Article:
In the introduction to The Psychology of Money, Morgan Housel writes “It’s not a long book…most readers don’t finish the books they begin because most single topics don’t require 300 pages of explanation. I’d rather make 20 short points you finish than one long one you give up on”. I was already taken with the book on page two, but this statement solidified it.

 

The Psychology of Money is the best book on money I have read, and it has a lot do with the fact that Housel has kept it short and to the point. He includes no unnecessary detail or jargon that make finance books difficult to read. It’s interesting, useful, and universal. The advice and lessons gleaned in this book can be applied no matter where you live and have a timeless quality about them. That’s because they tap into our psychology when it comes to money not current market trends. 

 

Read it if you want to understand your relationship with money better, want to have a better relationship with money, build real wealth and buy the most valuable thing money can buy – freedom. 

 

As the name suggests, this book is about psychology – how people’s financial decisions are not made purely with a spreadsheet, but rather at dinner tables, through conversations – shaped by unique world views and emotions. This means that while there are universal truths about money, a lot of advice is going to depend on what you want and when you want it. It’s not a one size fits all. So instead of a how-to list, I’m sharing some of Morgan Housels recommendations to make better decisions with money – a list which if you find value in, you’ll find more in his book.

 

How to Make Better Decisions with your money

 

1. Less ego = more wealth

Saving money is the gap between your ego and income, and wealth is what you don’t see. Wealth is giving up what you can buy today in order to have more in the future. No matter how much you earn you will never build wealth unless you can put a lid on how much fun you can have with your money right now. 

2. Manage your money in a way that helps you sleep at night

When making any financial decision ask yourself “does this help me sleep at night?”. Everyone has different goals but if your decision helps you sleep better, it’s the best decision for you.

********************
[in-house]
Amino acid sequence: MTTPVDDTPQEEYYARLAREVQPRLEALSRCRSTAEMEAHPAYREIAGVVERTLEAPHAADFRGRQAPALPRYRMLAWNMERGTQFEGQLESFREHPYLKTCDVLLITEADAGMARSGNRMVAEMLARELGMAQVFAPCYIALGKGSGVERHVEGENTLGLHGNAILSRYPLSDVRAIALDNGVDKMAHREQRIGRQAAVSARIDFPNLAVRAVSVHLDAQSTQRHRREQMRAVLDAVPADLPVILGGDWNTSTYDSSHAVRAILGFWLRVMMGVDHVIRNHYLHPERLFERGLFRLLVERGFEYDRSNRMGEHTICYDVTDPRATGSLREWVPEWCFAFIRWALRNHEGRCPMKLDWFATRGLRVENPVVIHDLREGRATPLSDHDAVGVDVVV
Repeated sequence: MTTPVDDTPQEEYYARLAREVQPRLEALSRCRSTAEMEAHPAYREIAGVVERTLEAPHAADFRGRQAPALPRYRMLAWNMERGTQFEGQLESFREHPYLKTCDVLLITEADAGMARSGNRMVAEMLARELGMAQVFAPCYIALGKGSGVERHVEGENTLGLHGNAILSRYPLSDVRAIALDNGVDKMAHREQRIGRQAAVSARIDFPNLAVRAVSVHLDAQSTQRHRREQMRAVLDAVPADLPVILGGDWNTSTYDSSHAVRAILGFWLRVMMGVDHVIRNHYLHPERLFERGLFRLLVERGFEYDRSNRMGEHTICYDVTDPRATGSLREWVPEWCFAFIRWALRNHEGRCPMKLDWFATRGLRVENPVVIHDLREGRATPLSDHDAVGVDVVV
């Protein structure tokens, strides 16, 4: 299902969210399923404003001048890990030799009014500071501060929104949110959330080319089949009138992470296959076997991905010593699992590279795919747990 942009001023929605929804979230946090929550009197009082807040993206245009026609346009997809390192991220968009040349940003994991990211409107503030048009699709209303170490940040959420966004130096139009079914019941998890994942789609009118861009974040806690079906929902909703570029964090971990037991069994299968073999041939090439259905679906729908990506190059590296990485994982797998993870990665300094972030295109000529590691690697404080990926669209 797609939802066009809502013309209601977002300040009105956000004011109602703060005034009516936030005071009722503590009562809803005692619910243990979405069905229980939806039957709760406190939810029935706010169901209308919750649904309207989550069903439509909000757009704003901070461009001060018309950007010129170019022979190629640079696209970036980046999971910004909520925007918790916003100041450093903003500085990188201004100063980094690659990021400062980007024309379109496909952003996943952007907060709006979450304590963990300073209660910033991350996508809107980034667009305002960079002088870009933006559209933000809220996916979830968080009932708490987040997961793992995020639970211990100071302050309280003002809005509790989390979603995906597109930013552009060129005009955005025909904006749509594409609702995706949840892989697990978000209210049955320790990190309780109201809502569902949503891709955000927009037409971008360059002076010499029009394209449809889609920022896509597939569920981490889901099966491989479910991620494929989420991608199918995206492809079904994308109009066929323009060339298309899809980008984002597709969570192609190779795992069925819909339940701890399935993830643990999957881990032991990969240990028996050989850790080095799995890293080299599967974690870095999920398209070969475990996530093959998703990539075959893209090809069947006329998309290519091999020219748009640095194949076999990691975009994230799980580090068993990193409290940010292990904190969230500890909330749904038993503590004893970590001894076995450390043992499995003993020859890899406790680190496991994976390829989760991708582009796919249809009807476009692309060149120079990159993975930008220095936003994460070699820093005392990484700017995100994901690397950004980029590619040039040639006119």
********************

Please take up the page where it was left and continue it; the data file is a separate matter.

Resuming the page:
3. To be a better investor increase your time horizon

Time is the most powerful force in investing. With time, little things grow big and big mistakes fade away. 

4. Become ok with things going wrong

It’s possible to be wrong half the time and still make a fortune. This is because a small number of things account for the majority of outcomes. Practically, this means you should measure the full results of your portfolio rather than individual investments. When you measure individual investments, it can make winners look more brilliant than they are, and the losers look more regrettable than they were. 

5. Use money to gain control over your time

The biggest dividend that exists in finance is the ability to do what you want, when you want, with who you want for as long as you want. Controlling your own time has the biggest impact on happiness so make decisions with that in mind. 

6. Be nicer, less flashy

No one is impressed with your possessions as much as you are. You gain more by being nice than having nice things. 

7. Save for savings sake

You don’t need a reason to save. Life is full of surprises and savings that aren’t earmarked for anything helps you deal with life’s inevitable surprises. 

8. Define the cost of success (to you) and then be ready to pay for it

Nothing worthwhile is free. Most financial costs – uncertainty, doubt, and regret – don’t have a visible price tag. View these as fees rather than as fines.

9. Avoid the extreme ends of financial decisions

Everyone’s goals and desires change over time and the more extreme your past decisions were the more likely you are to regret them as you evolve. 

10. Embrace a little risk

Risk pays off over time but that doesn’t mean all risk is good. Avoid risks that could ruin your reputation, relationships, or ability to take future risks that will pay over time. 

11. Define the game you’re playing

Make sure your actions are being influenced by your end game and not being influenced by people playing a different game.

12. Respect the mess

Smart, reasonable, and informed people can disagree in finance because everyone has different goals and desires. Remember there is no one right answer, just the answer that works for you. 

The Psychology of Money by Morgan Housel is published by Harriman House and distributed by Pan MacMillan. It is available here.

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